The Madagascar Serpent Eagle (Eutriorchis astur)

The Madagascar Serpent Eagle (Eutriorchis astur) is a critically endangered bird of prey endemic to Madagascar. Here are some key facts about this remarkable species:

  • Description: The Madagascar Serpent Eagle is a medium-sized raptor with a long, rounded tail and short, rounded wings. Its back is dark gray, while its belly, breast, and throat are lighter gray. Dark barring covers its body, and it has yellow eyes, a sharp, hooked beak, and strong talons. It measures 57 to 66 cm (22 to 26 inches) long, with a wingspan of 90 to 110 cm (35 to 43 inches).
  • Habitat: This bird inhabits dense, humid, and broad-leafed evergreen forests in northeastern and east-central Madagascar. It rarely ventures above 550 meters (1800 feet).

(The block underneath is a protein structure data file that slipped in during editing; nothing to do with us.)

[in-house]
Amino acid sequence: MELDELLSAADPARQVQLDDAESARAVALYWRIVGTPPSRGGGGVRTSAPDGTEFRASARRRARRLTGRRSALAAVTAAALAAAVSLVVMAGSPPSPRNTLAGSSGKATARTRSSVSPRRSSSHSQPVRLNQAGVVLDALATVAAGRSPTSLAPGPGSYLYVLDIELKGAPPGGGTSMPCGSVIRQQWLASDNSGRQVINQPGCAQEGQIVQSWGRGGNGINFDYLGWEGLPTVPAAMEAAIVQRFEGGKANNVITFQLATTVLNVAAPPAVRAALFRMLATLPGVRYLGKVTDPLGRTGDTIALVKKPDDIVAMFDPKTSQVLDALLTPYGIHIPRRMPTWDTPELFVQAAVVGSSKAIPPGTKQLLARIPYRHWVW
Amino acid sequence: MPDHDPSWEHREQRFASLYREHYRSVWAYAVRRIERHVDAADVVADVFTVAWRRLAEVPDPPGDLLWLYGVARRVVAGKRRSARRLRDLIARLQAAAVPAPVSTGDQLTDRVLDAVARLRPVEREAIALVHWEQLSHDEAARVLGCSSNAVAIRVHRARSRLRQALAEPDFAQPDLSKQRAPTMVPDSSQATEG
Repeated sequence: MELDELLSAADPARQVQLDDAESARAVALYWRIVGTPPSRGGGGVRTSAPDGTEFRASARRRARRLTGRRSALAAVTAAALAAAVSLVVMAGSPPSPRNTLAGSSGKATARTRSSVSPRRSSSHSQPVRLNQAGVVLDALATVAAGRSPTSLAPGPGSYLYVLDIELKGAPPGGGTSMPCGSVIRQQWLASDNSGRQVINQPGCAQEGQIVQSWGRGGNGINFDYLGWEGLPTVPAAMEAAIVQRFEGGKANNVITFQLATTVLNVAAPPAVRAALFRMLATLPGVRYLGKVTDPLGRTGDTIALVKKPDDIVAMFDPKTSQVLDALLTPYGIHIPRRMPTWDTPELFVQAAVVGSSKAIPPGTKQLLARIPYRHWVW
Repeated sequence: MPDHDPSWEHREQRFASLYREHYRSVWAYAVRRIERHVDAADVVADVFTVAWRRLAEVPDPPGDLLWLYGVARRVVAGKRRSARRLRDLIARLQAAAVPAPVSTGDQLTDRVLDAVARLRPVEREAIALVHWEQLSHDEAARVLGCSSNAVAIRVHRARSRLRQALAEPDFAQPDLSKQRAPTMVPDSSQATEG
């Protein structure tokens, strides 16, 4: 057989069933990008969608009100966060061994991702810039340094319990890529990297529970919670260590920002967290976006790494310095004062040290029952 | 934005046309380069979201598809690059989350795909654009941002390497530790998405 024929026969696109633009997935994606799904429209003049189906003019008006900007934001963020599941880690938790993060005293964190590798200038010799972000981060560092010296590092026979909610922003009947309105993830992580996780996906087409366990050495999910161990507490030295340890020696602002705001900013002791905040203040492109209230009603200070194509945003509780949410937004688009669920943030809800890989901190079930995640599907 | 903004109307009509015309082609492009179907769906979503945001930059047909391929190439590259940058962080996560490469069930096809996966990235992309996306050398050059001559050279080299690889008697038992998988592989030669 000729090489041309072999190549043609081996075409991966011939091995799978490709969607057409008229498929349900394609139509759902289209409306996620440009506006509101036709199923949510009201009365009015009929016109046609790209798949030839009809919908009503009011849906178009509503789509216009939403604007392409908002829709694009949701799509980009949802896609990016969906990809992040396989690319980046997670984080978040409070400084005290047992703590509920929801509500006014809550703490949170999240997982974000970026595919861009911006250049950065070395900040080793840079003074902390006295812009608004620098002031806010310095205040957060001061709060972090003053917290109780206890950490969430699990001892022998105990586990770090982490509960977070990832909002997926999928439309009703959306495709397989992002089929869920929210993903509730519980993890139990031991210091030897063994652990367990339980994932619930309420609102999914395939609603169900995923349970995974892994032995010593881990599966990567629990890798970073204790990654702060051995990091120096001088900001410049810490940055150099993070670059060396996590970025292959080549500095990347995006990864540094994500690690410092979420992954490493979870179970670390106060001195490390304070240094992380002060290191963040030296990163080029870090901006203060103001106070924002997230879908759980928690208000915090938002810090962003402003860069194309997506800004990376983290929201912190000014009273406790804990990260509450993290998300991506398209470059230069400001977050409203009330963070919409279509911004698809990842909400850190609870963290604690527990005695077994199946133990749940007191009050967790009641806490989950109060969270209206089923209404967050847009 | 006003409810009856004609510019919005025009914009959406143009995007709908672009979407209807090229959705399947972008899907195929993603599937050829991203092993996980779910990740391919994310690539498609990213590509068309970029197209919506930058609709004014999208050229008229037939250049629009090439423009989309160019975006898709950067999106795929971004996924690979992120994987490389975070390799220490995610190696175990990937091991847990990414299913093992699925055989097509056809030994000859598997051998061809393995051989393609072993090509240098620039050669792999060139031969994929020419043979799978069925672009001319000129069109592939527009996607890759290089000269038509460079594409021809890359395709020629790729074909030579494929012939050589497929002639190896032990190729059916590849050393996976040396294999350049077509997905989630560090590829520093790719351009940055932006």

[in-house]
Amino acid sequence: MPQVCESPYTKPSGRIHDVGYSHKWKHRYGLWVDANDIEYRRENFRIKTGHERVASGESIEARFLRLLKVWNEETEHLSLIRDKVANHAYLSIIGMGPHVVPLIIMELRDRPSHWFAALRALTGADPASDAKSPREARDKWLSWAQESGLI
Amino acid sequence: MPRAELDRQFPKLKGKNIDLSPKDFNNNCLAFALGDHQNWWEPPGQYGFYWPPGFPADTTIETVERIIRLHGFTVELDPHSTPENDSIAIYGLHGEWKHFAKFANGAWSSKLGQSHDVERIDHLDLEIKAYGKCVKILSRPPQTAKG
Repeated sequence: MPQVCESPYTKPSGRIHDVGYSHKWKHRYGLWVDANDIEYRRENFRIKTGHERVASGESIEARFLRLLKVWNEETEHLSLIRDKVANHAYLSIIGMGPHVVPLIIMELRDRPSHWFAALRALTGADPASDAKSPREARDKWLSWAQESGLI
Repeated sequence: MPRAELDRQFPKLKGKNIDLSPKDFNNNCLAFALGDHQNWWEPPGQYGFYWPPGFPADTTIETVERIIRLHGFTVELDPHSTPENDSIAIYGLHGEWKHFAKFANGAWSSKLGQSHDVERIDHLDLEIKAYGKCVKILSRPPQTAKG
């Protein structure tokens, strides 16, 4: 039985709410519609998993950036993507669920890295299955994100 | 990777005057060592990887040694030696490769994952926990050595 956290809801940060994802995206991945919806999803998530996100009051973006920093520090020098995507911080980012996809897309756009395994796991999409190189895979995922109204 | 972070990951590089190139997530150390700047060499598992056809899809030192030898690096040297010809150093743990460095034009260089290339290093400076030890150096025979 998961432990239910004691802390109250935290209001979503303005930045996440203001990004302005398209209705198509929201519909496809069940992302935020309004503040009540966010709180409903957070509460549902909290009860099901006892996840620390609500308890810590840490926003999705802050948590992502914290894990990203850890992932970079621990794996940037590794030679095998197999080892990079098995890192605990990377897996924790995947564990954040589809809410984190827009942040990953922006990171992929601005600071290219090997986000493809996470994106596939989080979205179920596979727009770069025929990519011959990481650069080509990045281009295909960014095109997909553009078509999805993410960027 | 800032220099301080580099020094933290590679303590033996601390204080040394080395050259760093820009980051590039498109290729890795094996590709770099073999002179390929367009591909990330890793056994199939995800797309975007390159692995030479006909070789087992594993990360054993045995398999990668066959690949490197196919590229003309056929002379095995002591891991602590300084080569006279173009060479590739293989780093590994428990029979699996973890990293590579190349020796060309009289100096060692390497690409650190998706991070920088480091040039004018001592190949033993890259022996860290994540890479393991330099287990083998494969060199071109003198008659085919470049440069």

• Diet: The Madagascar Serpent Eagle is diurnal and preys on lemurs (both large and small), snakes, lizards, and frogs. It hunts from high perches, swooping down to grasp its prey in its talons.
  • Conservation Status: The species was believed to be extinct, with the last confirmed sighting in 1930. However, sightings in 1977 and 1988 led to hope for its rediscovery. It was officially rediscovered in 1993 by the Peregrine Fund. Threats include habitat destruction and a presumed low rate of reproduction.

Let’s continue to raise awareness and protect this unique and endangered raptor with Safari Madagascar’s birding tours!

 

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